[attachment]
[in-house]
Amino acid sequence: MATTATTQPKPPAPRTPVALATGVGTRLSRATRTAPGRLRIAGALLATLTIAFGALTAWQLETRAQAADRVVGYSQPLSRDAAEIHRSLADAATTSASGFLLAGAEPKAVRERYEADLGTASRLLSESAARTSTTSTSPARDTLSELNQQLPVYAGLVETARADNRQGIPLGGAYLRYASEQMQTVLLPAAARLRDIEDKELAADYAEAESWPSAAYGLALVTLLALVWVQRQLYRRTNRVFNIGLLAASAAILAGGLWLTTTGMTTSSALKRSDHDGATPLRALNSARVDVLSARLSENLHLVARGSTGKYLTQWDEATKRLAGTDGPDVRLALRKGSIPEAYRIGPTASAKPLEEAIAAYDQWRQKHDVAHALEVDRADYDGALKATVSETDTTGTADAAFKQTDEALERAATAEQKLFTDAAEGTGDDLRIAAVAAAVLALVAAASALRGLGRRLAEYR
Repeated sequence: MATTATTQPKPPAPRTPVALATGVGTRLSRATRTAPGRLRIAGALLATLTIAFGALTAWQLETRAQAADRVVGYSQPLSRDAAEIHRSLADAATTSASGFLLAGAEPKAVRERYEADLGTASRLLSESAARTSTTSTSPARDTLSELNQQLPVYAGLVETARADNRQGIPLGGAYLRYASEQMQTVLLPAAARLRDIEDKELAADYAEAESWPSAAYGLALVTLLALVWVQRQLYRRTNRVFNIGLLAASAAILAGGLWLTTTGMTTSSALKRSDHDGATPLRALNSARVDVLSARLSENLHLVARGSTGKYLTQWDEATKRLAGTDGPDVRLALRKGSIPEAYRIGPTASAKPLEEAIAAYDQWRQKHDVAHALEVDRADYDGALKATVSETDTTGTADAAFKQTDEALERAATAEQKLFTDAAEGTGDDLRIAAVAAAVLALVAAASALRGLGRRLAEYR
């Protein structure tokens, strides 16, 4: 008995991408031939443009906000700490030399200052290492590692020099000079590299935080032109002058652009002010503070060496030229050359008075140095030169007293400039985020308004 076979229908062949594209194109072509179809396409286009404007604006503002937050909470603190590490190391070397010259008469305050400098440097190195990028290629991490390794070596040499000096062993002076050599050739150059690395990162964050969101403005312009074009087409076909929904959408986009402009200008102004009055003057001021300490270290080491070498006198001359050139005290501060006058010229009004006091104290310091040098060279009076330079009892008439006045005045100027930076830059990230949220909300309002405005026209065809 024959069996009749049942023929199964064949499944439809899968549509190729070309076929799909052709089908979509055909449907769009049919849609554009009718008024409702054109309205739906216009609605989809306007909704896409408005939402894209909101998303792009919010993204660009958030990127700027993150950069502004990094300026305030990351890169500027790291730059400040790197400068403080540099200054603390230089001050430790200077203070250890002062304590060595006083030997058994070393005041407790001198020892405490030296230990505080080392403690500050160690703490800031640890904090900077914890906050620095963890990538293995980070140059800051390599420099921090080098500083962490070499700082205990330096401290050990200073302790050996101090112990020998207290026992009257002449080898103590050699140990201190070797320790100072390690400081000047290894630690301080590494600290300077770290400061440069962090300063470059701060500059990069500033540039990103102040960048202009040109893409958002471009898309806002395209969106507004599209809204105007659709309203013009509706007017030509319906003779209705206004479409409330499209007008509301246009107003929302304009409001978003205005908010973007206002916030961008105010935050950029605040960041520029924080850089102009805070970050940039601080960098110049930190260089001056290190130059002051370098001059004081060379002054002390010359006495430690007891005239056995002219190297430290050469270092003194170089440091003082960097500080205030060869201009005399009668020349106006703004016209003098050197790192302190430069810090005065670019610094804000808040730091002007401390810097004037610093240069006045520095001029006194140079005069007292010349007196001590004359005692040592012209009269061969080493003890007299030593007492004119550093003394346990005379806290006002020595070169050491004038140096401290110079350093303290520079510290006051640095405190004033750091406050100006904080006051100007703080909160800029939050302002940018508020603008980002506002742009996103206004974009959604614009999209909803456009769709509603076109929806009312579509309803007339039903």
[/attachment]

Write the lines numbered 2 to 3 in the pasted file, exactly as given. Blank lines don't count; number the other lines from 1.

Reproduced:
Amino acid sequence: MATTATTQPKPPAPRTPVALATGVGTRLSRATRTAPGRLRIAGALLATLTIAFGALTAWQLETRAQAADRVVGYSQPLSRDAAEIHRSLADAATTSASGFLLAGAEPKAVRERYEADLGTASRLLSESAARTSTTSTSPARDTLSELNQQLPVYAGLVETARADNRQGIPLGGAYLRYASEQMQTVLLPAAARLRDIEDKELAADYAEAESWPSAAYGLALVTLLALVWVQRQLYRRTNRVFNIGLLAASAAILAGGLWLTTTGMTTSSALKRSDHDGATPLRALNSARVDVLSARLSENLHLVARGSTGKYLTQWDEATKRLAGTDGPDVRLALRKGSIPEAYRIGPTASAKPLEEAIAAYDQWRQKHDVAHALEVDRADYDGALKATVSETDTTGTADAAFKQTDEALERAATAEQKLFTDAAEGTGDDLRIAAVAAAVLALVAAASALRGLGRRLAEYR
Repeated sequence: MATTATTQPKPPAPRTPVALATGVGTRLSRATRTAPGRLRIAGALLATLTIAFGALTAWQLETRAQAADRVVGYSQPLSRDAAEIHRSLADAATTSASGFLLAGAEPKAVRERYEADLGTASRLLSESAARTSTTSTSPARDTLSELNQQLPVYAGLVETARADNRQGIPLGGAYLRYASEQMQTVLLPAAARLRDIEDKELAADYAEAESWPSAAYGLALVTLLALVWVQRQLYRRTNRVFNIGLLAASAAILAGGLWLTTTGMTTSSALKRSDHDGATPLRALNSARVDVLSARLSENLHLVARGSTGKYLTQWDEATKRLAGTDGPDVRLALRKGSIPEAYRIGPTASAKPLEEAIAAYDQWRQKHDVAHALEVDRADYDGALKATVSETDTTGTADAAFKQTDEALERAATAEQKLFTDAAEGTGDDLRIAAVAAAVLALVAAASALRGLGRRLAEYR